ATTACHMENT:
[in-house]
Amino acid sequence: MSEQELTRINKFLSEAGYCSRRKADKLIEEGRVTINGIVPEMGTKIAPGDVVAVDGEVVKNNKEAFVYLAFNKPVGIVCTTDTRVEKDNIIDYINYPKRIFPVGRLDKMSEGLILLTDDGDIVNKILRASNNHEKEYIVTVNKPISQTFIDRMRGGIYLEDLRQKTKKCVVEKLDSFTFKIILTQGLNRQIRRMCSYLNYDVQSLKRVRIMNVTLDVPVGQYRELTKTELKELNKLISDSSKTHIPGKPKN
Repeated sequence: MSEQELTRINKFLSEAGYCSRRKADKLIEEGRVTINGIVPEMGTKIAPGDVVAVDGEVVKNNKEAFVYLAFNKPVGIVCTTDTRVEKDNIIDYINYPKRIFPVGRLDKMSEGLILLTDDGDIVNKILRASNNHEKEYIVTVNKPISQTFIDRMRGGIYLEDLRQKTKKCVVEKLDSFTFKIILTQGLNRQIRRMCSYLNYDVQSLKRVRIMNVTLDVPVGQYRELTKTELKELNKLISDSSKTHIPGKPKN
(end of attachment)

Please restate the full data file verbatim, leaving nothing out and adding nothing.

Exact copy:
[in-house]
Amino acid sequence: MSEQELTRINKFLSEAGYCSRRKADKLIEEGRVTINGIVPEMGTKIAPGDVVAVDGEVVKNNKEAFVYLAFNKPVGIVCTTDTRVEKDNIIDYINYPKRIFPVGRLDKMSEGLILLTDDGDIVNKILRASNNHEKEYIVTVNKPISQTFIDRMRGGIYLEDLRQKTKKCVVEKLDSFTFKIILTQGLNRQIRRMCSYLNYDVQSLKRVRIMNVTLDVPVGQYRELTKTELKELNKLISDSSKTHIPGKPKN
Repeated sequence: MSEQELTRINKFLSEAGYCSRRKADKLIEEGRVTINGIVPEMGTKIAPGDVVAVDGEVVKNNKEAFVYLAFNKPVGIVCTTDTRVEKDNIIDYINYPKRIFPVGRLDKMSEGLILLTDDGDIVNKILRASNNHEKEYIVTVNKPISQTFIDRMRGGIYLEDLRQKTKKCVVEKLDSFTFKIILTQGLNRQIRRMCSYLNYDVQSLKRVRIMNVTLDVPVGQYRELTKTELKELNKLISDSSKTHIPGKPKN